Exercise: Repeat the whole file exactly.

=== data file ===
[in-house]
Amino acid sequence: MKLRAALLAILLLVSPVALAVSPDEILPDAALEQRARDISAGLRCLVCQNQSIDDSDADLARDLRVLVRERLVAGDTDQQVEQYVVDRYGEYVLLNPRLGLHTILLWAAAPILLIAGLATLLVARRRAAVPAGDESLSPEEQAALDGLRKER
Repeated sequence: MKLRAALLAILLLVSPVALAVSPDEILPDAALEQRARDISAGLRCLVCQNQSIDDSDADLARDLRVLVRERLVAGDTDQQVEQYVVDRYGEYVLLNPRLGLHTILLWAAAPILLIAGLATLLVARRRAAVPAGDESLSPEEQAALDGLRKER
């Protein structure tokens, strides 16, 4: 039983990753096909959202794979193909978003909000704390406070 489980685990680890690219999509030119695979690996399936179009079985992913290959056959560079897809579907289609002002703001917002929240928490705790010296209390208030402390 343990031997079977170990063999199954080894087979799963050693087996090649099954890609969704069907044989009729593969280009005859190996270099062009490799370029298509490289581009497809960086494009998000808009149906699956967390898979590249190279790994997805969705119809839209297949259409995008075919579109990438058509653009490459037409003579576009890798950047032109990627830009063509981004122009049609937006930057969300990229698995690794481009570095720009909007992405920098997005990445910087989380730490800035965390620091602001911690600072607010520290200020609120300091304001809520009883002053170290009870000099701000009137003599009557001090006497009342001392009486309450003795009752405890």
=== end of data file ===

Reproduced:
[in-house]
Amino acid sequence: MKLRAALLAILLLVSPVALAVSPDEILPDAALEQRARDISAGLRCLVCQNQSIDDSDADLARDLRVLVRERLVAGDTDQQVEQYVVDRYGEYVLLNPRLGLHTILLWAAAPILLIAGLATLLVARRRAAVPAGDESLSPEEQAALDGLRKER
Repeated sequence: MKLRAALLAILLLVSPVALAVSPDEILPDAALEQRARDISAGLRCLVCQNQSIDDSDADLARDLRVLVRERLVAGDTDQQVEQYVVDRYGEYVLLNPRLGLHTILLWAAAPILLIAGLATLLVARRRAAVPAGDESLSPEEQAALDGLRKER
């Protein structure tokens, strides 16, 4: 039983990753096909959202794979193909978003909000704390406070 489980685990680890690219999509030119695979690996399936179009079985992913290959056959560079897809579907289609002002703001917002929240928490705790010296209390208030402390 343990031997079977170990063999199954080894087979799963050693087996090649099954890609969704069907044989009729593969280009005859190996270099062009490799370029298509490289581009497809960086494009998000808009149906699956967390898979590249190279790994997805969705119809839209297949259409995008075919579109990438058509653009490459037409003579576009890798950047032109990627830009063509981004122009049609937006930057969300990229698995690794481009570095720009909007992405920098997005990445910087989380730490800035965390620091602001911690600072607010520290200020609120300091304001809520009883002053170290009870000099701000009137003599009557001090006497009342001392009486309450003795009752405890």